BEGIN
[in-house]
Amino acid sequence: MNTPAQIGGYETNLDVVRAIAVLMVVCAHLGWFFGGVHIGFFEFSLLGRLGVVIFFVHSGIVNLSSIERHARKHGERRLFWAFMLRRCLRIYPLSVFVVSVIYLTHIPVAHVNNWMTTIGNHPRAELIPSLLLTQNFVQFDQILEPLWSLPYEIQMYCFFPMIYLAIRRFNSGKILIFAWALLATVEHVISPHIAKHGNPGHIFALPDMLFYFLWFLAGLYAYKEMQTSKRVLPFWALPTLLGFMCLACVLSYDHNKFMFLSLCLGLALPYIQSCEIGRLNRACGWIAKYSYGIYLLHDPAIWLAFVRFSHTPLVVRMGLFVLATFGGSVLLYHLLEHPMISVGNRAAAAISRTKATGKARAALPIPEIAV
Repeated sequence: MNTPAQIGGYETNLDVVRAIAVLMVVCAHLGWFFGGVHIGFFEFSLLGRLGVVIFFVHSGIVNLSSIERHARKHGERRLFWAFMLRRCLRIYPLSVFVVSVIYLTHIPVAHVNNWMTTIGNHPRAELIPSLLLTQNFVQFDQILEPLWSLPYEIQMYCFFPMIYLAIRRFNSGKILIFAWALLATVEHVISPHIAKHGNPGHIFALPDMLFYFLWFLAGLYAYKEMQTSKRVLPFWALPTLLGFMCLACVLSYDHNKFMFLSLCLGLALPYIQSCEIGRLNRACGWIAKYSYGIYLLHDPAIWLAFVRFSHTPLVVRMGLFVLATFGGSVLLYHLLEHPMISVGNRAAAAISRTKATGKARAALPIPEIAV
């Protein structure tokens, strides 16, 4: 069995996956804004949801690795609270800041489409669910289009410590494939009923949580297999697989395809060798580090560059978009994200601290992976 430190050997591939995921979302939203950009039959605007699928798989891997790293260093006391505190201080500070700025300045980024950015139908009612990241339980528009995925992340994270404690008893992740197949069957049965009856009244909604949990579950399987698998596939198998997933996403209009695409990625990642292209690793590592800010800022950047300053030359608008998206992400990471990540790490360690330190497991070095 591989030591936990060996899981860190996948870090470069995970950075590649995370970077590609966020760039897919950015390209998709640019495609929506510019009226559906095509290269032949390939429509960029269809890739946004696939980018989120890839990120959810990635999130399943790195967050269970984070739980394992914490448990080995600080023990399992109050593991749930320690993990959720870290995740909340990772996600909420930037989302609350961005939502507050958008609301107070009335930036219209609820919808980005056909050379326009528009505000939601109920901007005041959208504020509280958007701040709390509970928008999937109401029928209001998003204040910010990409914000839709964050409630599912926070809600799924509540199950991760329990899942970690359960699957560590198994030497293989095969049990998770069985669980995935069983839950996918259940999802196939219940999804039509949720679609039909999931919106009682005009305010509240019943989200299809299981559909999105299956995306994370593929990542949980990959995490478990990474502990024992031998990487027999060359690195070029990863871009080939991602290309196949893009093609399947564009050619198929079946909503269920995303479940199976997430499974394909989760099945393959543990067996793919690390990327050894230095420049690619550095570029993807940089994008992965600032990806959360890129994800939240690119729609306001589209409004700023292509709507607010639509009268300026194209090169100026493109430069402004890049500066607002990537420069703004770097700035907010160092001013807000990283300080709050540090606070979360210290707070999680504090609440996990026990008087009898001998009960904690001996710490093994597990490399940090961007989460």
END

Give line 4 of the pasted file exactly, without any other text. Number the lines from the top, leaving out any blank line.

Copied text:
């Protein structure tokens, strides 16, 4: 069995996956804004949801690795609270800041489409669910289009410590494939009923949580297999697989395809060798580090560059978009994200601290992976 430190050997591939995921979302939203950009039959605007699928798989891997790293260093006391505190201080500070700025300045980024950015139908009612990241339980528009995925992340994270404690008893992740197949069957049965009856009244909604949990579950399987698998596939198998997933996403209009695409990625990642292209690793590592800010800022950047300053030359608008998206992400990471990540790490360690330190497991070095 591989030591936990060996899981860190996948870090470069995970950075590649995370970077590609966020760039897919950015390209998709640019495609929506510019009226559906095509290269032949390939429509960029269809890739946004696939980018989120890839990120959810990635999130399943790195967050269970984070739980394992914490448990080995600080023990399992109050593991749930320690993990959720870290995740909340990772996600909420930037989302609350961005939502507050958008609301107070009335930036219209609820919808980005056909050379326009528009505000939601109920901007005041959208504020509280958007701040709390509970928008999937109401029928209001998003204040910010990409914000839709964050409630599912926070809600799924509540199950991760329990899942970690359960699957560590198994030497293989095969049990998770069985669980995935069983839950996918259940999802196939219940999804039509949720679609039909999931919106009682005009305010509240019943989200299809299981559909999105299956995306994370593929990542949980990959995490478990990474502990024992031998990487027999060359690195070029990863871009080939991602290309196949893009093609399947564009050619198929079946909503269920995303479940199976997430499974394909989760099945393959543990067996793919690390990327050894230095420049690619550095570029993807940089994008992965600032990806959360890129994800939240690119729609306001589209409004700023292509709507607010639509009268300026194209090169100026493109430069402004890049500066607002990537420069703004770097700035907010160092001013807000990283300080709050540090606070979360210290707070999680504090609440996990026990008087009898001998009960904690001996710490093994597990490399940090961007989460």